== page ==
Doctor's self-insurance found to meet standard

West Virginia is among 20 states the AMA lists as being in a medical liability insurance crisis.

By Damon Adams — Posted July 25, 2005

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A West Virginia surgeon's court victory to insure himself against medical liability may prompt other physicians to pursue similar alternatives to traditional coverage.

General surgeon R.E. Hamrick Jr., MD, won the right to carry his own liability insurance when Kanawha County Circuit Judge James Stucky granted summary judgment in his case against the Charleston Area Medical Center. Dr. Hamrick, of Charleston, W.Va., filed a lawsuit in September 2004 after the center took away his privileges when he insured himself for $1 million.

Evan Jenkins, executive director of the West Virginia State Medical Assn., said it's unclear if many physicians have $1 million to insure themselves, but he said some may consider it.

"Dr. Hamrick's experience will cause some physicians to think about alternatives," he said. "Physicians throughout the country are thinking outside the box on how to address this [medical liability] crisis."

Karen Miller, Dr. Hamrick's attorney, said the doctor's victory validates for physicians nationwide a financially sound alternative to insurance company coverage.

"The good doctors out there do not commit malpractice, and they'll take more of an interest in defending their work," said Miller, who practices in Charleston and is Dr. Hamrick's sister.

American Medical Association policy calls for each physician to be free to determine whether to carry liability coverage as well as the amount of such coverage.

Medical liability crisis

West Virginia is one of 20 states on the AMA's list of states in a medical liability insurance crisis. Doctors have retired or moved from West Virginia to other states due to rising liability insurance rates, and physicians have fought for tort reform. West Virginia has passed reforms such as a $250,000 cap on noneconomic damages, but medical leaders say liability rates remain high.

Dr. Hamrick's problems started Sept. 10, 2004. A hospital official learned the surgeon's liability insurance policy was ending and told the doctor he would lose his hospital privileges unless his coverage was restored, according to court records. The medical center required at least $1 million liability coverage.

Dr. Hamrick responded that he had a $1 million self-funding program to provide coverage against any claims. During his 21 years at CAMC, Dr. Hamrick had not paid any malpractice claims, court records show. But CAMC revoked the surgeon's privileges, saying his program did not meet its insurance requirement.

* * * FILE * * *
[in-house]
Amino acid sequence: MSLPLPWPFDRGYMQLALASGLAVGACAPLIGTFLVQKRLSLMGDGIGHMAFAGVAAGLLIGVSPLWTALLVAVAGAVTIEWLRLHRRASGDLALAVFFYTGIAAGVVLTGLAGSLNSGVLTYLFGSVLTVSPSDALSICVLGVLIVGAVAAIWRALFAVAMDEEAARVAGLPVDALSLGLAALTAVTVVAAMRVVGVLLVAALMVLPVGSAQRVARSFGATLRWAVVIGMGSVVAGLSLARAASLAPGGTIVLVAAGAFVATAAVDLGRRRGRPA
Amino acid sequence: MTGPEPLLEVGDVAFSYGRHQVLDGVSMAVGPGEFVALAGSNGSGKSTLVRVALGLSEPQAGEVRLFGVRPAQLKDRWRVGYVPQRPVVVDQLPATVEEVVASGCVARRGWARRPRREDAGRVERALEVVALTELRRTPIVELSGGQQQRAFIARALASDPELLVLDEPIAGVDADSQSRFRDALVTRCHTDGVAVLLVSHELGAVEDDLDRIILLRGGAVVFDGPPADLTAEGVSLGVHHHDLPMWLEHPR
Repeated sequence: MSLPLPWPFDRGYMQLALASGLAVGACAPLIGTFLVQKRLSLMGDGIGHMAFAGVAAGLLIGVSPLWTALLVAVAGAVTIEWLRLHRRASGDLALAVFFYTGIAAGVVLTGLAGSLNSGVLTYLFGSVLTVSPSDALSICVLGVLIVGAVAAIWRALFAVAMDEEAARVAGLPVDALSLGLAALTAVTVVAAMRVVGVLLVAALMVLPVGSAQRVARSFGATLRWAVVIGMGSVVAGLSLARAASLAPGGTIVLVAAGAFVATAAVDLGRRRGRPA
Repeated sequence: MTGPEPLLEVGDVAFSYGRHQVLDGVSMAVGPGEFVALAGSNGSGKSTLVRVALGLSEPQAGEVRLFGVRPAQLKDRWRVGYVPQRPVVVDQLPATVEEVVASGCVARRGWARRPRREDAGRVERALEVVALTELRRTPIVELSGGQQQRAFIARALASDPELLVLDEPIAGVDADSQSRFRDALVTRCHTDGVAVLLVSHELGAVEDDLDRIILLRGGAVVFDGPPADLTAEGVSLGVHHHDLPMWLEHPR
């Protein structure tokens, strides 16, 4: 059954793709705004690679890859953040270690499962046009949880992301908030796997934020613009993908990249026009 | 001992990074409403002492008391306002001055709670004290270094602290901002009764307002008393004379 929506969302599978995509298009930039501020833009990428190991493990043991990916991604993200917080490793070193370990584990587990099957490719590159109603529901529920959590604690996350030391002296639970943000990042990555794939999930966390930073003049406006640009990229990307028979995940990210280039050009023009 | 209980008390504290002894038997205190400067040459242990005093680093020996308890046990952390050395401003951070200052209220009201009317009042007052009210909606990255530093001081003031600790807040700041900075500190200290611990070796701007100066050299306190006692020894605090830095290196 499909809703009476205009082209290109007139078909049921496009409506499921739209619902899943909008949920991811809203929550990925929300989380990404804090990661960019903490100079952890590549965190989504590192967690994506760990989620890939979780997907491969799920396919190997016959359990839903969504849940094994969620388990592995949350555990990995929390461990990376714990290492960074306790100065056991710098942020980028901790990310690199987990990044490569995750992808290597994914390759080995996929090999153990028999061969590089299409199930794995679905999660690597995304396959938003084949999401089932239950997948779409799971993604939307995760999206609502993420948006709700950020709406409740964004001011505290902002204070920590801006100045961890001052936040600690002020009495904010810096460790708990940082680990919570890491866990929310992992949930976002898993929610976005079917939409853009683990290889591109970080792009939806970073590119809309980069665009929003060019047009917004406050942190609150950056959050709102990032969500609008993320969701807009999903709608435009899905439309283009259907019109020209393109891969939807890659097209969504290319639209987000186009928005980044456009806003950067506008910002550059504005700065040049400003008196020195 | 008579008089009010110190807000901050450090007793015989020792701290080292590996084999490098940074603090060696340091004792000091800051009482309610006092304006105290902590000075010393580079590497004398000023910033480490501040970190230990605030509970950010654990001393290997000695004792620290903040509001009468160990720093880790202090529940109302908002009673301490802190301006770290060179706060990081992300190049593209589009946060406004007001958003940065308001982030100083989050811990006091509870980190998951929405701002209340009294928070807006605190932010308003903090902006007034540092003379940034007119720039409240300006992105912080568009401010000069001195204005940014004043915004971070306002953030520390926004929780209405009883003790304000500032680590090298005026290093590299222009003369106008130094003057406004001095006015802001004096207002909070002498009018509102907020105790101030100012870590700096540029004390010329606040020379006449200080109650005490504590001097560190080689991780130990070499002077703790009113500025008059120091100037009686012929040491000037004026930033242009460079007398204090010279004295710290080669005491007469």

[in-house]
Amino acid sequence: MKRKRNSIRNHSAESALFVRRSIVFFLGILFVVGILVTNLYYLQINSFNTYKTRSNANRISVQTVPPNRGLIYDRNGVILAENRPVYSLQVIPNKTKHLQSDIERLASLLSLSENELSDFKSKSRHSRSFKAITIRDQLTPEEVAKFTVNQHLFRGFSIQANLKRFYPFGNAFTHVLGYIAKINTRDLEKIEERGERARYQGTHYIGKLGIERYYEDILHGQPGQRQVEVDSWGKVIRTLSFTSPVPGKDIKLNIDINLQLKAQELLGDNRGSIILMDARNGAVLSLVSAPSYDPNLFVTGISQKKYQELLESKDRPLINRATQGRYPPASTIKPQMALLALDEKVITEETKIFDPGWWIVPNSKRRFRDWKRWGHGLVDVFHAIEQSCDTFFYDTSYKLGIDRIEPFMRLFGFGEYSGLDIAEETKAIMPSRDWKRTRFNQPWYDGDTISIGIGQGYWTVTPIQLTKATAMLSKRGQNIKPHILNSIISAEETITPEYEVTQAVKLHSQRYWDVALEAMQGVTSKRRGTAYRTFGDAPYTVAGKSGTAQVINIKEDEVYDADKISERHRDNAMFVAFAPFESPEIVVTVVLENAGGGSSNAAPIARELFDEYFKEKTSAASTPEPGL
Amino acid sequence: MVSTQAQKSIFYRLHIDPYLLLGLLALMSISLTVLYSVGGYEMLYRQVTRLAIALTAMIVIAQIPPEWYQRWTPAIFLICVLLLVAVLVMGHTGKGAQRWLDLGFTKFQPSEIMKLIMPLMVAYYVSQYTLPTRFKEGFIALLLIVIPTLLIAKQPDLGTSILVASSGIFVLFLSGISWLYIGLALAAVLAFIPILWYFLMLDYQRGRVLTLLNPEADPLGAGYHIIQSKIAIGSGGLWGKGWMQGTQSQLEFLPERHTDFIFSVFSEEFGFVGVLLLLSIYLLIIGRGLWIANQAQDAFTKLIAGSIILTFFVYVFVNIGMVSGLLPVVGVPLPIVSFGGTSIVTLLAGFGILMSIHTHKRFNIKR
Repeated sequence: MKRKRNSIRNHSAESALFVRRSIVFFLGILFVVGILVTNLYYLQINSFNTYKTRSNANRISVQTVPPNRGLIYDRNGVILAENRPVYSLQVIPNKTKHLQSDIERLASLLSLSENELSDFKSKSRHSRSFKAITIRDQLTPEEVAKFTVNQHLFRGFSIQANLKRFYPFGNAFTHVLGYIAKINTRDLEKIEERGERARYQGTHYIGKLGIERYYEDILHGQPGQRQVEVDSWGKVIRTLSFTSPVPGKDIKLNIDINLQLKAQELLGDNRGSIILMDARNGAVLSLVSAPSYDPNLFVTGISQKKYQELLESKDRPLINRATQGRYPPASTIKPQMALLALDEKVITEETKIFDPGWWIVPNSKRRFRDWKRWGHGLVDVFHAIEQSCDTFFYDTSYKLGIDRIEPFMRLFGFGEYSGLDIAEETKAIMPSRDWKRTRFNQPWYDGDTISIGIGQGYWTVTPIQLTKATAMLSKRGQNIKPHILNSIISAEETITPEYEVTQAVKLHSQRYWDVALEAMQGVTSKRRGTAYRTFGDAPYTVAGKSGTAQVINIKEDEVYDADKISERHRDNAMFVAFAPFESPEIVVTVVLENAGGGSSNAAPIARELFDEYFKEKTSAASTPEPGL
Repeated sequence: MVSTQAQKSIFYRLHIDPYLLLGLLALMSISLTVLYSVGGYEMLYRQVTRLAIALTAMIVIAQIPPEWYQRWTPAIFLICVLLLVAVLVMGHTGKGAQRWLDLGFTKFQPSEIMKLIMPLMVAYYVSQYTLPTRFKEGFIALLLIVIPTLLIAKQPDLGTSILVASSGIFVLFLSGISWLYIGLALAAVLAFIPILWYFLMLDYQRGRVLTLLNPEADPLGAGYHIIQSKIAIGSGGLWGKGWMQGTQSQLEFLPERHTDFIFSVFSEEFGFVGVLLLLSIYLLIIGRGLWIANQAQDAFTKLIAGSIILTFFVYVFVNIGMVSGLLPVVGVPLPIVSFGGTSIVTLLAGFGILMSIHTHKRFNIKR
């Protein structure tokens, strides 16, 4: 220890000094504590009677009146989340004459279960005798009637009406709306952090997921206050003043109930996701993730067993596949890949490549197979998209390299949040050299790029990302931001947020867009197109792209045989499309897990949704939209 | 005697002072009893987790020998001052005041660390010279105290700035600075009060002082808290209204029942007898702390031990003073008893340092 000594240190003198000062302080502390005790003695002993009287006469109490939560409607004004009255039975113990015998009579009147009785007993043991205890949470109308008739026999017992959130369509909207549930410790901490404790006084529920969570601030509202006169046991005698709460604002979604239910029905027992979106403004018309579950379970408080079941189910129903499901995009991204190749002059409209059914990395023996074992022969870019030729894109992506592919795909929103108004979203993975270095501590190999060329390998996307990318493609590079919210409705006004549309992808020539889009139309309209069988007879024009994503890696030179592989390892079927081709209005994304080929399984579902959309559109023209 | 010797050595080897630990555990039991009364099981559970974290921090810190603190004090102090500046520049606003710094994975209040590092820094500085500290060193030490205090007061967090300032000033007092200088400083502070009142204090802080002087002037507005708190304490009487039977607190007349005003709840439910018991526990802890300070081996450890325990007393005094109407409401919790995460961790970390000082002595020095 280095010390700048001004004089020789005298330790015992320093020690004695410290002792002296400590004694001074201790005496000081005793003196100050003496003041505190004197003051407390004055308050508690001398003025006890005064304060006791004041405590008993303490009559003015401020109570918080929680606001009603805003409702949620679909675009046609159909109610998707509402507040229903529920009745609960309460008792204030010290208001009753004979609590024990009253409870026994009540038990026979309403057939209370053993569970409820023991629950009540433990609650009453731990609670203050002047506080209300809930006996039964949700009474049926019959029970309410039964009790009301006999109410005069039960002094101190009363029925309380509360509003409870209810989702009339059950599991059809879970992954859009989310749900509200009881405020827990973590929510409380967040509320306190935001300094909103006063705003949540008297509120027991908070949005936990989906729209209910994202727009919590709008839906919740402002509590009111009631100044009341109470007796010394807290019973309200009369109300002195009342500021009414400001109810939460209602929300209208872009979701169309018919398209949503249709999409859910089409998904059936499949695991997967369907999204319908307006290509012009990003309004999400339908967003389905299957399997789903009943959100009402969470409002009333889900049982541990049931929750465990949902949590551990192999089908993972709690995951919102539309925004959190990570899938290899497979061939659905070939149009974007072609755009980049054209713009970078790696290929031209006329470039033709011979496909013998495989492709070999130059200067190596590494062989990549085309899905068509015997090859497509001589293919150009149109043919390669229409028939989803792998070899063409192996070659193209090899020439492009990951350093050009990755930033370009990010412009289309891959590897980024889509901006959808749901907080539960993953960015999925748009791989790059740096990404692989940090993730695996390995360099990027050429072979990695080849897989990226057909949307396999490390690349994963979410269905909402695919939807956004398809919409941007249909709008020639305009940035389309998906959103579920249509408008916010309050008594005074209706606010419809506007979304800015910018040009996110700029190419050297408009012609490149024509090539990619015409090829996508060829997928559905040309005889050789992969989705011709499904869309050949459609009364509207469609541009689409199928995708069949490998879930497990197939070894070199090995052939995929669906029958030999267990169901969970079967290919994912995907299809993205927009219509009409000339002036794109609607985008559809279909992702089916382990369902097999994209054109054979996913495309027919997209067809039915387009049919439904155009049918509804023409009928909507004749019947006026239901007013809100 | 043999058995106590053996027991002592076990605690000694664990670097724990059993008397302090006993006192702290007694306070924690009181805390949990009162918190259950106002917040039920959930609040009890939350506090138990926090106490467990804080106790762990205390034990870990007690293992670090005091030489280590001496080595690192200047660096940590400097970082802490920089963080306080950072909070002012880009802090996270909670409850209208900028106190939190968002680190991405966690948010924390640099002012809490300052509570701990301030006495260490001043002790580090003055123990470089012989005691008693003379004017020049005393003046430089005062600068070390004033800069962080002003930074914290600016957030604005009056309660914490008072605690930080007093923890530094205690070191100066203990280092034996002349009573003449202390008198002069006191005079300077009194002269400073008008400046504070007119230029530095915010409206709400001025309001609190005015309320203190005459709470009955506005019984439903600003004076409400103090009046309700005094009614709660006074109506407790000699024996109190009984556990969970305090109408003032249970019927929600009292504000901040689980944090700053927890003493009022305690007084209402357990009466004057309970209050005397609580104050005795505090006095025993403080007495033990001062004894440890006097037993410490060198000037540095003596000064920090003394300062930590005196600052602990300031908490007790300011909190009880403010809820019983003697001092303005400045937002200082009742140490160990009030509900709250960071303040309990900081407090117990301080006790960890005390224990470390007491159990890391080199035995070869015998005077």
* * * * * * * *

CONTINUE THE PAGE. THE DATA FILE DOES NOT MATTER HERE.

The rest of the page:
On Sept. 13, 2004, Dr. Hamrick filed his lawsuit. The circuit court did not act on his motion for an injunction that would have allowed him to practice at the center. The case was appealed to the West Virginia Supreme Court of Appeals, which granted a temporary injunction, allowing Dr. Hamrick to continue practicing, and sent the case back to the lower court.

In his June 24 decision, Stucky said Dr. Hamrick's self-funding program met the state's definition of medical professional liability insurance and is actuarially sound.

The court still must decide if CAMC interfered with the doctor's right to treat patients by removing his privileges, Miller said. Through his attorney, Dr. Hamrick said he wants to stay in West Virginia.

CAMC spokesman Dale Witte said the medical center was developing a policy for doctors to self-insure when Dr. Hamrick filed his suit. He said the new policy was passed in April.

"We're grateful that the court recognizes the importance of hospitals maintaining medical malpractice requirements for physicians practicing at hospitals. We feel this ruling also validated our policy," Witte said.

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Case at a glance

R.E. Hamrick Jr., MD, v. Charleston Area Medical Center, Glenn Crotty, MD, and Elizabeth Spangler, MD

Venue: Circuit Court of Kanawha County, West Virginia
At issue: Whether a surgeon has the right to provide his own medical liability coverage.
Impact: The doctor's victory may prompt other physicians to self-insure as a way to fight rising medical liability insurance rates.

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